Thermal Paste - Compound what does it do how do i apply

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Whenever you install a heatsink on a CPU or a video card, you always have to apply thermal paste. It is very crucial to the performance of the heatsink. You could get a very high-end heatsink, and without thermal paste, it will fail to work in the way it was designed too.

Thermal paste is a very high heat conductive paste that is used between two objects (usually a heatsink and a CPU/GPU) to get better heat conduction. It fills in all those microscopic imperfections on the heatsink and CPU/GPU that can trap air in them and cause a loss in the heatsink’s performance. Air is a very poor conductor of heat. Thermal Interface Materials (TIM) can be up to a 100 times greater conductor of heat than air.

However, thermal paste is not near as good of a conductor as copper. Thus, too much thermal paste will hinder a heatsink’s ability to cool properly.

Types of Thermal Paste

There are essentially three types of thermal pastes:

1. Metal Based    2 .Ceramic Based    3 . Silicon Based


1.    2.   3.

1. Metal-based TIM’s are the most popular as they have the best performance out of the three. These pastes have lots of little metal particles in the grease that have a high thermal conductivity. One disadvantage of this type of paste is that it is also electrically conductive as well, which can cause a problem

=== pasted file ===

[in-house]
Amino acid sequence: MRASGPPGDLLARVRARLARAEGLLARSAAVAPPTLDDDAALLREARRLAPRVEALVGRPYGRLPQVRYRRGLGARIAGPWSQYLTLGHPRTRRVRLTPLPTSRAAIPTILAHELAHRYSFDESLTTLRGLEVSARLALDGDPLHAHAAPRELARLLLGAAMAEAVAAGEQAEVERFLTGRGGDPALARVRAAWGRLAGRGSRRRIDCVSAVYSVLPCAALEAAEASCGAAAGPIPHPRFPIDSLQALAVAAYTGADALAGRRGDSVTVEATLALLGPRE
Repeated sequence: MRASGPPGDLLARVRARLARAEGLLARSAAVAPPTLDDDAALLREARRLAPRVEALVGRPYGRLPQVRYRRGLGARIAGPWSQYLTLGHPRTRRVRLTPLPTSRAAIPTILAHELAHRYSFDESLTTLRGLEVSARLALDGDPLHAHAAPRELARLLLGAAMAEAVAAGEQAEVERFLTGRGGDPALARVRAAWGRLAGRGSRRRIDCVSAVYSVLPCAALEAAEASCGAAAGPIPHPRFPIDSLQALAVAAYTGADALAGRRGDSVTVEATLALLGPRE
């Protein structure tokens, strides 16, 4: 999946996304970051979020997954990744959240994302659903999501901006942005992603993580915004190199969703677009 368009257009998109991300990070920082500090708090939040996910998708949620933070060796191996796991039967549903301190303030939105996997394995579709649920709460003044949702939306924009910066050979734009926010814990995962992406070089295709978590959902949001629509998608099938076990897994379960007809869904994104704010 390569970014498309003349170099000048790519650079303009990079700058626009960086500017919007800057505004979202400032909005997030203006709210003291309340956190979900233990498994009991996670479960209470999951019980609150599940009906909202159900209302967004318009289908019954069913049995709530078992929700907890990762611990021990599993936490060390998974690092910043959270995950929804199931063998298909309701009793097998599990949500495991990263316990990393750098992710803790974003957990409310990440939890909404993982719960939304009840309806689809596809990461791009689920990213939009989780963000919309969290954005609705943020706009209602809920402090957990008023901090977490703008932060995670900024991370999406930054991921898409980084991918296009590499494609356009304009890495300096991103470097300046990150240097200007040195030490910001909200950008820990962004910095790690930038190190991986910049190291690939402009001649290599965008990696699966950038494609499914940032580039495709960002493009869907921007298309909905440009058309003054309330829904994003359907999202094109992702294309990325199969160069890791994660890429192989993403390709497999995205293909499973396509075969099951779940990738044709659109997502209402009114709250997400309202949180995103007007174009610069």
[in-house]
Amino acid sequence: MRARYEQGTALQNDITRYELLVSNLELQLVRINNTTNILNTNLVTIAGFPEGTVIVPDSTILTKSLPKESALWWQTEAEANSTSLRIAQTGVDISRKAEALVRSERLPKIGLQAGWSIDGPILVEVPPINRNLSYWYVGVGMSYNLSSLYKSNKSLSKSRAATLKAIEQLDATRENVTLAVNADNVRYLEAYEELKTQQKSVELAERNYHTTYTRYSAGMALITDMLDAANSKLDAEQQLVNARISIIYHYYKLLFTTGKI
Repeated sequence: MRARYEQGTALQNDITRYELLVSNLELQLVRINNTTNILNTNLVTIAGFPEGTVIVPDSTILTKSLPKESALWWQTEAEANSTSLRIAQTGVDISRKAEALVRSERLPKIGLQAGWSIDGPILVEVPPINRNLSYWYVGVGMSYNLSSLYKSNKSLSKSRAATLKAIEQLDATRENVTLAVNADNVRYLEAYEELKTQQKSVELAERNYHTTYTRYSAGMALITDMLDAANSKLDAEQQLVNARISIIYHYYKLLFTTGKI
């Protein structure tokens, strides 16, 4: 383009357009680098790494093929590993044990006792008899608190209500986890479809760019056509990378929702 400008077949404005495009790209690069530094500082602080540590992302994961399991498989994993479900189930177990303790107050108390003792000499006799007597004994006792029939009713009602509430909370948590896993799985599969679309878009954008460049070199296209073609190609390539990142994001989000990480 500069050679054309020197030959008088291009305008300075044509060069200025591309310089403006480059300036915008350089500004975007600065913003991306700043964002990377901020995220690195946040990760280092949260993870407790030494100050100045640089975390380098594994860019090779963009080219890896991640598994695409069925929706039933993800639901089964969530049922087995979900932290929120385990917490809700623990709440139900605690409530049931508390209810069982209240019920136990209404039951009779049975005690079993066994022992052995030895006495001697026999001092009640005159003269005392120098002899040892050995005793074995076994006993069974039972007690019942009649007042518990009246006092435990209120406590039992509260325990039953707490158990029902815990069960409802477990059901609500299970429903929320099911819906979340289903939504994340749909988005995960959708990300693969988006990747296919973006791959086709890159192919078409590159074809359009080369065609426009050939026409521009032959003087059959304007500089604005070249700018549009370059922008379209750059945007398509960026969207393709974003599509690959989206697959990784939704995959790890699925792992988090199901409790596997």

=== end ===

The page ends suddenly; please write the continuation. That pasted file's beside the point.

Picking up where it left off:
2. Ceramic-based TIM’s are also a popular solution that doesn’t perform quite as well as metal-based pastes, but the difference is minimal       (1-3C). These consist of some form of thermally conductive material with lots of little ceramic particles. The advantage of ceramic-based pastes is that they do not conduct electricity.

3. Silicon-based TIM’s are usually what thermal pads that come on stock heatsinks are made of. These work well, but nowhere near to what other pastes will. Usually they come with cooling kits.

Choosing the right thermal paste

When choosing a paste for your heatsink, you have two main types that are usually considered; metal-based or ceramic-based. In most cases people use the metal-based, simply because it performs better as stated before. But nowadays, especially with GPUs, there are a lot of transistors/electrical components that are very close to the die.

So when applying thermal paste, if you are not very experienced with applying it, there is a chance that when you place the heatsink, some of the paste can be squeezed out onto theses transistors/electrical components and cause a short. This is very bad of course and is a nightmare for anyone.